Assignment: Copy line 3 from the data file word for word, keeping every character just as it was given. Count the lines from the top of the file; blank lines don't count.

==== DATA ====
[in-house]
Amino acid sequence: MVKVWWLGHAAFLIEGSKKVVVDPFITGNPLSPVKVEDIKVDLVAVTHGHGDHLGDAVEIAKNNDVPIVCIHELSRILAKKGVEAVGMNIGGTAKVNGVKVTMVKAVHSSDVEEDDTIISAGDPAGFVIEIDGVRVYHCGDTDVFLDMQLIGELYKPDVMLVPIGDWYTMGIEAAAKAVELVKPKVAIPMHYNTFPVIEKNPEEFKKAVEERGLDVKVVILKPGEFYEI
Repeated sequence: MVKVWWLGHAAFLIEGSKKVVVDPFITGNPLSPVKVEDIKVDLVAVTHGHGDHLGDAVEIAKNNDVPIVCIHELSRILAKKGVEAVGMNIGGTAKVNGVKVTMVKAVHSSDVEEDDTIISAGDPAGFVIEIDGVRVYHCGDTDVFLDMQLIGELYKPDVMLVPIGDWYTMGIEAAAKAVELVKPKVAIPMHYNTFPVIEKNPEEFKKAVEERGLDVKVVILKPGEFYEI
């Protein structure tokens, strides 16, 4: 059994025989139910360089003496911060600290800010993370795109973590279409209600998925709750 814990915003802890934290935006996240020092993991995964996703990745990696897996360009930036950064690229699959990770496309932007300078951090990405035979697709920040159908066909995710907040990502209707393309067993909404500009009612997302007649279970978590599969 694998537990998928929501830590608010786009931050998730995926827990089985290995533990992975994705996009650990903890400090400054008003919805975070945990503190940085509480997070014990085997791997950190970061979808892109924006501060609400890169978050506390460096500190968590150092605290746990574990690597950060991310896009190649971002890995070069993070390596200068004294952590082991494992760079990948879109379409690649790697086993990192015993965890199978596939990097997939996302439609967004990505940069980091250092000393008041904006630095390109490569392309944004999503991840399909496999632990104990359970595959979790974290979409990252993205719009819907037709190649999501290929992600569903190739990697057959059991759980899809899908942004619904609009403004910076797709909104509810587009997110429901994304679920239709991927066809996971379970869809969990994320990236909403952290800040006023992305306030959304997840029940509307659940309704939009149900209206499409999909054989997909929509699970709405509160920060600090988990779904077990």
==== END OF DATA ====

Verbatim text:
Repeated sequence: MVKVWWLGHAAFLIEGSKKVVVDPFITGNPLSPVKVEDIKVDLVAVTHGHGDHLGDAVEIAKNNDVPIVCIHELSRILAKKGVEAVGMNIGGTAKVNGVKVTMVKAVHSSDVEEDDTIISAGDPAGFVIEIDGVRVYHCGDTDVFLDMQLIGELYKPDVMLVPIGDWYTMGIEAAAKAVELVKPKVAIPMHYNTFPVIEKNPEEFKKAVEERGLDVKVVILKPGEFYEI